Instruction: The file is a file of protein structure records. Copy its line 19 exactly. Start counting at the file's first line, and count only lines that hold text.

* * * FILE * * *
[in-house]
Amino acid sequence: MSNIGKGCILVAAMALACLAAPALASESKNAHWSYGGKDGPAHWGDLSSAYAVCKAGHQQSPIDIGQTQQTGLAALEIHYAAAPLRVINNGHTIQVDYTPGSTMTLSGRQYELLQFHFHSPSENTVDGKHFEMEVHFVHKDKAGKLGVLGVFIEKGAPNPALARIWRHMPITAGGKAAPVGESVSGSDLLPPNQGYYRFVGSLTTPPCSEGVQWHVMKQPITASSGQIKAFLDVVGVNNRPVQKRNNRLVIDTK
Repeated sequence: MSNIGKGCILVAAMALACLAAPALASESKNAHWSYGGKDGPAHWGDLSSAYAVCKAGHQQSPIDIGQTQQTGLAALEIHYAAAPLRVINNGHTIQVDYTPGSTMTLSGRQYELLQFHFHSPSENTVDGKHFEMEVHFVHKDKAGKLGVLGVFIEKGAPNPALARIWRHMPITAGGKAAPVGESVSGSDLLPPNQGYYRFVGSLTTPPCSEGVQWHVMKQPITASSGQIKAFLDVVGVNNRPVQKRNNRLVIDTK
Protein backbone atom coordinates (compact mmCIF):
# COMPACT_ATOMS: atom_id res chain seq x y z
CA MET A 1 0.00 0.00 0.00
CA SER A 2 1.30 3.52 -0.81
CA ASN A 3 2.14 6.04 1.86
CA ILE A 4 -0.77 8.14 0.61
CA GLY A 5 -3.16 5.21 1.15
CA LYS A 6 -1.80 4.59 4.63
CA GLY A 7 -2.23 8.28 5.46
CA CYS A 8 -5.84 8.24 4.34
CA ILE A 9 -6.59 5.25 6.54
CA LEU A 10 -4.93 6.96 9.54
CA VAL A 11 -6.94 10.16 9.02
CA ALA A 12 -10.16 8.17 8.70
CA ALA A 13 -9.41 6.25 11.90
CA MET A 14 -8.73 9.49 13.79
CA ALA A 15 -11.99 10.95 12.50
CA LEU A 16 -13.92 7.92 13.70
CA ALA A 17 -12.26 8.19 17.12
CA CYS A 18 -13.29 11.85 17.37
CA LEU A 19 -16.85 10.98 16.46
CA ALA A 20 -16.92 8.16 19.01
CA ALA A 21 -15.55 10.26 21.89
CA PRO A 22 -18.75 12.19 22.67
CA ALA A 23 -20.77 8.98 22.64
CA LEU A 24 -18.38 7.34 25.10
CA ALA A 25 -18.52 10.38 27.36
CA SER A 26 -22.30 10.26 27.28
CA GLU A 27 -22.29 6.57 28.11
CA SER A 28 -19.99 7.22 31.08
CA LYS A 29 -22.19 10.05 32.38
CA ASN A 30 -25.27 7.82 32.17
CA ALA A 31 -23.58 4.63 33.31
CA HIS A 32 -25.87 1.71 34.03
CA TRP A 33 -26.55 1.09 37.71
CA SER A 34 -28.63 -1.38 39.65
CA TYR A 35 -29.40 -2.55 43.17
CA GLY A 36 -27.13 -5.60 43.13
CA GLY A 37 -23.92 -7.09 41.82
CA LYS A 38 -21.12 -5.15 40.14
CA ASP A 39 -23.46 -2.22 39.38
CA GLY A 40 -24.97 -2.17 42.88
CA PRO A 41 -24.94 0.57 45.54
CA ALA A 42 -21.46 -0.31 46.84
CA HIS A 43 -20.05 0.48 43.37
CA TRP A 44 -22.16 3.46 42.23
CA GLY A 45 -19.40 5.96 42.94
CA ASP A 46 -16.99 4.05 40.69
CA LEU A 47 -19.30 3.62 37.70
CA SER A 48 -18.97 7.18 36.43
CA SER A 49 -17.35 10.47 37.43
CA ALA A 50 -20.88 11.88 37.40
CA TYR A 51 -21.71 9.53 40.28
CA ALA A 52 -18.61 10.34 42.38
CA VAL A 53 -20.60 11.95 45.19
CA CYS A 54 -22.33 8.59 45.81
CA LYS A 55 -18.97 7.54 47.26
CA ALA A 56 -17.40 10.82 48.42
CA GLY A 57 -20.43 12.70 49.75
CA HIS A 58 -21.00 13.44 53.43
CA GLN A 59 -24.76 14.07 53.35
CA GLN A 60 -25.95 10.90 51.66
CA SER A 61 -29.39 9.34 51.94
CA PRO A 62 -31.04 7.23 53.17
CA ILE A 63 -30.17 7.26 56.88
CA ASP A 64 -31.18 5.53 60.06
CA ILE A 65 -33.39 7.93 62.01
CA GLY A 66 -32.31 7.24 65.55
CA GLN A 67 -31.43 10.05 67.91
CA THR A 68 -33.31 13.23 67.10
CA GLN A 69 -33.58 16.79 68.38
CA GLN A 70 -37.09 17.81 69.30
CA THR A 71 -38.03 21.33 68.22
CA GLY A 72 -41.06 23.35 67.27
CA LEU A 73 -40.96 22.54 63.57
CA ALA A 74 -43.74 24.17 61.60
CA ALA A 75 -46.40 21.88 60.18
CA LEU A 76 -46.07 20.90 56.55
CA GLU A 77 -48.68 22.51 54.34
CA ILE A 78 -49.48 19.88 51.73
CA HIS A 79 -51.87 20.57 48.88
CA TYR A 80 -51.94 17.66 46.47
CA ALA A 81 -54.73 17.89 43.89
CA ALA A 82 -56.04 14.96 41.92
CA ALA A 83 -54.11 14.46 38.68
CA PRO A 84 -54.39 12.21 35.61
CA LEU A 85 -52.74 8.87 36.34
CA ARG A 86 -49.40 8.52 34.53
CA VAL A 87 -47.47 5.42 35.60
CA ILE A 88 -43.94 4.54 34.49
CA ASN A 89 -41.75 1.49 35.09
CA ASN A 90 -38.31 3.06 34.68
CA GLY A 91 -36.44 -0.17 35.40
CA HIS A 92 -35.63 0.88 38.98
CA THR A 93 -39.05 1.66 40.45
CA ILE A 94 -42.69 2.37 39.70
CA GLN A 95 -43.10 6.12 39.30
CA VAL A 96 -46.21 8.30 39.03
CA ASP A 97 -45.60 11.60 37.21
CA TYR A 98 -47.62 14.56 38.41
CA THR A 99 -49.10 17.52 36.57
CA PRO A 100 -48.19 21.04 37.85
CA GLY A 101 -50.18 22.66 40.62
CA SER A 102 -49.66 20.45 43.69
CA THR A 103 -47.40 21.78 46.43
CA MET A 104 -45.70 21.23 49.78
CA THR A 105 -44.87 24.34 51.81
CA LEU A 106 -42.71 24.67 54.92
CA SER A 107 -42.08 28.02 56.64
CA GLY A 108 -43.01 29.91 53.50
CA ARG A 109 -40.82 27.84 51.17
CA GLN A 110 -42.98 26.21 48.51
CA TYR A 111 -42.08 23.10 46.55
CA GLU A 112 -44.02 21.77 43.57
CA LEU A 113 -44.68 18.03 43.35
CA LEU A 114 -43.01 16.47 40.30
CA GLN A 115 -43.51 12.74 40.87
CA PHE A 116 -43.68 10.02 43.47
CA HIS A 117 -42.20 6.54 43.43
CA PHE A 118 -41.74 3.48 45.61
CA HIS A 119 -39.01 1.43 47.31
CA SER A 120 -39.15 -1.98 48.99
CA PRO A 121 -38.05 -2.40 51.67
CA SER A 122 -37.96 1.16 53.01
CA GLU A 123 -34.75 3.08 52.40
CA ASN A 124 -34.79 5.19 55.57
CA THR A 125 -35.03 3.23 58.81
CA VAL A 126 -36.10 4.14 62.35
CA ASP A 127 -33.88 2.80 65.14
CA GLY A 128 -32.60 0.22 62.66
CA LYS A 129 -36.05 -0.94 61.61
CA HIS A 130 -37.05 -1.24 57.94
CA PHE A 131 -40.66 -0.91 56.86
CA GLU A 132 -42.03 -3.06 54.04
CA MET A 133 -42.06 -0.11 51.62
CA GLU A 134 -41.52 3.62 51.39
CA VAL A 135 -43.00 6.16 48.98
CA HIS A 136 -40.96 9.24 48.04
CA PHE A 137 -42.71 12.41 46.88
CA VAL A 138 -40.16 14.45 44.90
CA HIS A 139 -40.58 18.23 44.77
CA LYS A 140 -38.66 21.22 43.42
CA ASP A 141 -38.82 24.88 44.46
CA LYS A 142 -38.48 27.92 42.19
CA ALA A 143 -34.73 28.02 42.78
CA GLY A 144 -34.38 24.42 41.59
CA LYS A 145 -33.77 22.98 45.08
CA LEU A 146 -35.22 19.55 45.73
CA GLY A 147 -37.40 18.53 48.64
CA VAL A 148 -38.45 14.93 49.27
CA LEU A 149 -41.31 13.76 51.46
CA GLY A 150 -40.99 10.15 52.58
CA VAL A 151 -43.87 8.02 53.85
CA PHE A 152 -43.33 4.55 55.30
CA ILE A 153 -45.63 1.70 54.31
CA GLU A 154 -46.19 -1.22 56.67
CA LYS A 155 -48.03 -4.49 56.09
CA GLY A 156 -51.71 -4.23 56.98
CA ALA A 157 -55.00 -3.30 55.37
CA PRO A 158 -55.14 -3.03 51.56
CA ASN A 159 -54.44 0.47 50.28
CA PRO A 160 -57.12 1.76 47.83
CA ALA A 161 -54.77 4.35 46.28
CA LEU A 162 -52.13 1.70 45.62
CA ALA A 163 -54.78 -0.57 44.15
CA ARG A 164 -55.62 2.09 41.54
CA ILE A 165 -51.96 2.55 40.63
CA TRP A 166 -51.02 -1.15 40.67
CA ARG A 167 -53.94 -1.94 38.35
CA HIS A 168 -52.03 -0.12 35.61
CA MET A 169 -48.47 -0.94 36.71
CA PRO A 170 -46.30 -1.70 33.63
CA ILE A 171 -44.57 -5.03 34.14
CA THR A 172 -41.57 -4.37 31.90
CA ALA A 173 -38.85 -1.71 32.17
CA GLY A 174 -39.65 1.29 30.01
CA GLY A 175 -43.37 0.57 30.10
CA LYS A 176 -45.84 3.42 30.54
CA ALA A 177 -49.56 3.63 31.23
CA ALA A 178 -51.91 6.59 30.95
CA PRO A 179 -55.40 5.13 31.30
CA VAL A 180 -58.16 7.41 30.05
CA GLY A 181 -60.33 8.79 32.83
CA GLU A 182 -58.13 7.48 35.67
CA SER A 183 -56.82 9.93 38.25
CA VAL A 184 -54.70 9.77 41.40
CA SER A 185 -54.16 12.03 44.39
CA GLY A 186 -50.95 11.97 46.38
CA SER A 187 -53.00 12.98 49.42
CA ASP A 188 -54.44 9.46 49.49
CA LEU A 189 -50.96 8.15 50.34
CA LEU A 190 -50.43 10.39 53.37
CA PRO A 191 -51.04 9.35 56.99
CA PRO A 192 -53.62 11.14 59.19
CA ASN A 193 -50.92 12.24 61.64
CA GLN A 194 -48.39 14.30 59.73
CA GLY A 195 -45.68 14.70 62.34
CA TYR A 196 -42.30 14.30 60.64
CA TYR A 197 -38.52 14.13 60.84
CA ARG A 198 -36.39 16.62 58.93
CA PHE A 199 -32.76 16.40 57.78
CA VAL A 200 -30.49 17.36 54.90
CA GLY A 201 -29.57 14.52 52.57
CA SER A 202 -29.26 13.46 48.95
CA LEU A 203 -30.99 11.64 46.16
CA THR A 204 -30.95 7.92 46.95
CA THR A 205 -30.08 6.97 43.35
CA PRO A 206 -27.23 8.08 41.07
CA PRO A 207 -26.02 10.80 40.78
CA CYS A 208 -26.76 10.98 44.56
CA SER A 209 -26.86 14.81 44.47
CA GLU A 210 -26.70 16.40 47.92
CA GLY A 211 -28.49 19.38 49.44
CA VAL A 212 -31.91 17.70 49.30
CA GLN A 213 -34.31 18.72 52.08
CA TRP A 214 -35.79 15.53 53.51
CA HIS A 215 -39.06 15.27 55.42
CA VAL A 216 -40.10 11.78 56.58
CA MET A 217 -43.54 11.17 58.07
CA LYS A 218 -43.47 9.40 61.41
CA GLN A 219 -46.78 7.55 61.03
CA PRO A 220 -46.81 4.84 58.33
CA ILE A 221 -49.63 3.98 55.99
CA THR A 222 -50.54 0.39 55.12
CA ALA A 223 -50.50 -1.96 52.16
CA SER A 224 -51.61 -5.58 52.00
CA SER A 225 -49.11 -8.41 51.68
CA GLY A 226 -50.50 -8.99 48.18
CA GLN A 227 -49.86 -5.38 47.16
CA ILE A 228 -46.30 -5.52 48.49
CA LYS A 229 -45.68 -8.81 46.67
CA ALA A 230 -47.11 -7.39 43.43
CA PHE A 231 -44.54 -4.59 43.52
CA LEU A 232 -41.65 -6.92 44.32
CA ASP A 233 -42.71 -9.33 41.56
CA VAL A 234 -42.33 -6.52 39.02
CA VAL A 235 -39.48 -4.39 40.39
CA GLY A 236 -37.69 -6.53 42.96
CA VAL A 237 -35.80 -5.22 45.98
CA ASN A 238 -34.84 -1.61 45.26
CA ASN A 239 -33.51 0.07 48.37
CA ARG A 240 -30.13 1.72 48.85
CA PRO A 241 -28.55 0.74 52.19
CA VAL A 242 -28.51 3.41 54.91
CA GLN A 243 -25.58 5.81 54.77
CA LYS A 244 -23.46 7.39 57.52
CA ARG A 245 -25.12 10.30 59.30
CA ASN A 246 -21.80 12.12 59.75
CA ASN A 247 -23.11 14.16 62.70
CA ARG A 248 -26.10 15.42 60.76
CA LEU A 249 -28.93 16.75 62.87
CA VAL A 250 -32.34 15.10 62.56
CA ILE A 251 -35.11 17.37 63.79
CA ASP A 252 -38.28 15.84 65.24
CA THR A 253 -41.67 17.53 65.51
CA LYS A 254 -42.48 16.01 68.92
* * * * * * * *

CA MET A 14 -8.73 9.49 13.79